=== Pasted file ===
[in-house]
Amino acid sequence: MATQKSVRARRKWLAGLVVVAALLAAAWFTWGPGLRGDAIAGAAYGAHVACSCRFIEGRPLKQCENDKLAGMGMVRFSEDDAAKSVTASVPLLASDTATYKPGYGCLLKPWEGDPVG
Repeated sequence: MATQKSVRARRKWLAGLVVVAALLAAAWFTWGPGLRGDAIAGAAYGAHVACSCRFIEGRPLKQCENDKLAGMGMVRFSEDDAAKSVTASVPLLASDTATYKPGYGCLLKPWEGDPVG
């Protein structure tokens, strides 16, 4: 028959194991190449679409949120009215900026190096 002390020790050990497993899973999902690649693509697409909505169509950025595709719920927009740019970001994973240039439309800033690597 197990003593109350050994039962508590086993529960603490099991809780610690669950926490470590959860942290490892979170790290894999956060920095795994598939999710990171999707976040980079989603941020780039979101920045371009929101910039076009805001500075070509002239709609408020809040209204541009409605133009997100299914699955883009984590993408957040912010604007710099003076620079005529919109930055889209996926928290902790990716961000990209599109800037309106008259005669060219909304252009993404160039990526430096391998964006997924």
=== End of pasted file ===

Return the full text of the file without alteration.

[in-house]
Amino acid sequence: MATQKSVRARRKWLAGLVVVAALLAAAWFTWGPGLRGDAIAGAAYGAHVACSCRFIEGRPLKQCENDKLAGMGMVRFSEDDAAKSVTASVPLLASDTATYKPGYGCLLKPWEGDPVG
Repeated sequence: MATQKSVRARRKWLAGLVVVAALLAAAWFTWGPGLRGDAIAGAAYGAHVACSCRFIEGRPLKQCENDKLAGMGMVRFSEDDAAKSVTASVPLLASDTATYKPGYGCLLKPWEGDPVG
């Protein structure tokens, strides 16, 4: 028959194991190449679409949120009215900026190096 002390020790050990497993899973999902690649693509697409909505169509950025595709719920927009740019970001994973240039439309800033690597 197990003593109350050994039962508590086993529960603490099991809780610690669950926490470590959860942290490892979170790290894999956060920095795994598939999710990171999707976040980079989603941020780039979101920045371009929101910039076009805001500075070509002239709609408020809040209204541009409605133009997100299914699955883009984590993408957040912010604007710099003076620079005529919109930055889209996926928290902790990716961000990209599109800037309106008259005669060219909304252009993404160039990526430096391998964006997924």